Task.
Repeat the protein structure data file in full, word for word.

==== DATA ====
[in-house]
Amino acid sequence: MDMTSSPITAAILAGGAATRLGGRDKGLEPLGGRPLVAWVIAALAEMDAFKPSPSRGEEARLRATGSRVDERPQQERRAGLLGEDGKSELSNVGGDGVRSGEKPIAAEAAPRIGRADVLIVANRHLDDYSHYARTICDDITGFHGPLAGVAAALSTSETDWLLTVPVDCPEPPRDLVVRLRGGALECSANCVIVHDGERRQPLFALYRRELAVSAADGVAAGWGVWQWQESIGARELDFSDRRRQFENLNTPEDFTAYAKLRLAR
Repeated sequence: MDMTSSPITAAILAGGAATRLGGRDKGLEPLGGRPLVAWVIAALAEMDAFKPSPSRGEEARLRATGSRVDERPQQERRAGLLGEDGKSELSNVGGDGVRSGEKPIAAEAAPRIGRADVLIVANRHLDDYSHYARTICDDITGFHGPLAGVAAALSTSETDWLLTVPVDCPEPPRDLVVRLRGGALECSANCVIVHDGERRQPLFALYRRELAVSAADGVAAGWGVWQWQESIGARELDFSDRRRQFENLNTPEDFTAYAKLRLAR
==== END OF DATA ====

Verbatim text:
[in-house]
Amino acid sequence: MDMTSSPITAAILAGGAATRLGGRDKGLEPLGGRPLVAWVIAALAEMDAFKPSPSRGEEARLRATGSRVDERPQQERRAGLLGEDGKSELSNVGGDGVRSGEKPIAAEAAPRIGRADVLIVANRHLDDYSHYARTICDDITGFHGPLAGVAAALSTSETDWLLTVPVDCPEPPRDLVVRLRGGALECSANCVIVHDGERRQPLFALYRRELAVSAADGVAAGWGVWQWQESIGARELDFSDRRRQFENLNTPEDFTAYAKLRLAR
Repeated sequence: MDMTSSPITAAILAGGAATRLGGRDKGLEPLGGRPLVAWVIAALAEMDAFKPSPSRGEEARLRATGSRVDERPQQERRAGLLGEDGKSELSNVGGDGVRSGEKPIAAEAAPRIGRADVLIVANRHLDDYSHYARTICDDITGFHGPLAGVAAALSTSETDWLLTVPVDCPEPPRDLVVRLRGGALECSANCVIVHDGERRQPLFALYRRELAVSAADGVAAGWGVWQWQESIGARELDFSDRRRQFENLNTPEDFTAYAKLRLAR